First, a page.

CBH students investigate hydrogen supply to trains
Could hydrogen be used to power the Kinnekulle train? The municipality of Mariestad wanted to find out – so they turned to eight master's students from the CBH School.
”It has been great to do a project where the results can really make a difference,” says Erik Östling from the program Chemical Engineering for Energy and Environment (TKEMM).
The Kinnekulle line runs between Gårdsjö and Håkanstorp in Västra Götaland. The route, which in 2018 was named Sweden's most beautiful train journey by SJ's passengers, is un-electrified and the locomotives are powered by diesel. The ElectriVillage Mariestad project is investigating whether the trains could instead be run on hydrogen and how the supply would then work. This is where the CBH students in the course Process Design for Industry and Society, came in.
”We analyzed how much hydrogen gas would be needed to replace some of the old trains, where it was best to have electrolysers, filling stations and renewable energy production. An important condition was also that the system should be off-grid,” says Erik Östling.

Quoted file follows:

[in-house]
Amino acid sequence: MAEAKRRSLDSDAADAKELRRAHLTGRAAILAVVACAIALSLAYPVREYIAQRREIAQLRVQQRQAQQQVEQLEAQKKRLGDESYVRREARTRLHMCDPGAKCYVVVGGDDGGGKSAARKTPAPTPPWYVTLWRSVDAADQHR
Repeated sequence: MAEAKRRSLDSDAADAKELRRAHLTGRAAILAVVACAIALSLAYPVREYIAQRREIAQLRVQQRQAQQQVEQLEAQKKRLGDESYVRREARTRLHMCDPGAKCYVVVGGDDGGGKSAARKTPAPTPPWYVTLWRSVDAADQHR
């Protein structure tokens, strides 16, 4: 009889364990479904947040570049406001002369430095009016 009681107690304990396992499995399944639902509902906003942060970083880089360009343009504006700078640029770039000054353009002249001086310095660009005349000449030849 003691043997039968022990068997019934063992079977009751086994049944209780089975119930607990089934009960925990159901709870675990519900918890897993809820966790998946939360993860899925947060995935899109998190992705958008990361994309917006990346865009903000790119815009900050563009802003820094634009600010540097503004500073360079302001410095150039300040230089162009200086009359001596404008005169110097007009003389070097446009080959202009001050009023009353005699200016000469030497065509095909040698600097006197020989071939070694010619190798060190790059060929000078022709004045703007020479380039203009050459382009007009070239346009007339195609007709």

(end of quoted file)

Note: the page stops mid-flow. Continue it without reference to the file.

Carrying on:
In their results, the students compared different ways of supplying the trains with green hydrogen via electrolysis from wind or sun and how the filling stations should be located. Production at a location combined with a hydrogen station in Hällekis, north of Kinnekulle, proved to be the most economically advantageous alternative.
”The result was surprisingly good. Our system limit was to sell the hydrogen to an actor who drives the traffic, and the revenue was thus about selling the products hydrogen and oxygen. With our assumptions, the project resulted in a profit of several million, seen over the life of the project,” says Erik Östling and continues:
”I hope that the work leads to the project becoming a reality in the future! There are many parts that need to be figured out, such as investigating the cost of buying hydrogen trains and driving them. No matter what, the work shows that there are good opportunities to produce hydrogen in an economically sustainable way!”
Text: Jon Lindhe
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